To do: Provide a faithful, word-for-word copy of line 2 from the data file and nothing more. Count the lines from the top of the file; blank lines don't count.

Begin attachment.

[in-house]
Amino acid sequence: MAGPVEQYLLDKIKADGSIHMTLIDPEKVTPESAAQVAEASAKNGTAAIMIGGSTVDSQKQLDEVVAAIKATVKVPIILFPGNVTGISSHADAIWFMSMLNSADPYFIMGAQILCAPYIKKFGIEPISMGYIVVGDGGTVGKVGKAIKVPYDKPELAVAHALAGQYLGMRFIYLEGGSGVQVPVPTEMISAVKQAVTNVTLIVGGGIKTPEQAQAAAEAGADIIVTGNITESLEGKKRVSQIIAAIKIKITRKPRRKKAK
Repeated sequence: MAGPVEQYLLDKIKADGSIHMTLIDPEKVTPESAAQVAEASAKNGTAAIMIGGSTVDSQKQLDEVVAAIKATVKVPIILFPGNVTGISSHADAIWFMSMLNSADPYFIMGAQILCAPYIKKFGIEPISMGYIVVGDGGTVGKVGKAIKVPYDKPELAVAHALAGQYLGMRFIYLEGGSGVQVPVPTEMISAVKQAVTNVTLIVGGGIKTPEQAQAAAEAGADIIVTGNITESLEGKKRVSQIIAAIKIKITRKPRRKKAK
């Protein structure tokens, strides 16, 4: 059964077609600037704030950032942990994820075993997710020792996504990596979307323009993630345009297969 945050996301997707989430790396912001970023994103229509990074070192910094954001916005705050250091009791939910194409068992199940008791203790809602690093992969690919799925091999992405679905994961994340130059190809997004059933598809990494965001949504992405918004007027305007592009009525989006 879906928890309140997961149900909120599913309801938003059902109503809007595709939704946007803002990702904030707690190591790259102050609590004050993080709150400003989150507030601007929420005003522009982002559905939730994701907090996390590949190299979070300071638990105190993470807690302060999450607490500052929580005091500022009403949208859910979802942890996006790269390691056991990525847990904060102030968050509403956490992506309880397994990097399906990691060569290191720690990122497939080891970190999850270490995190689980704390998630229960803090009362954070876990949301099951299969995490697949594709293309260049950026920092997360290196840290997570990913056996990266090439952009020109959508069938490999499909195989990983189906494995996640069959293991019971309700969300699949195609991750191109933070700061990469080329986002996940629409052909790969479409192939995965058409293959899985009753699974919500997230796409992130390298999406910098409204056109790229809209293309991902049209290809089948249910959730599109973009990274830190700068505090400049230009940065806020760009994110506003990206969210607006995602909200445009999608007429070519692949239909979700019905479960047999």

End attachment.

Amino acid sequence: MAGPVEQYLLDKIKADGSIHMTLIDPEKVTPESAAQVAEASAKNGTAAIMIGGSTVDSQKQLDEVVAAIKATVKVPIILFPGNVTGISSHADAIWFMSMLNSADPYFIMGAQILCAPYIKKFGIEPISMGYIVVGDGGTVGKVGKAIKVPYDKPELAVAHALAGQYLGMRFIYLEGGSGVQVPVPTEMISAVKQAVTNVTLIVGGGIKTPEQAQAAAEAGADIIVTGNITESLEGKKRVSQIIAAIKIKITRKPRRKKAK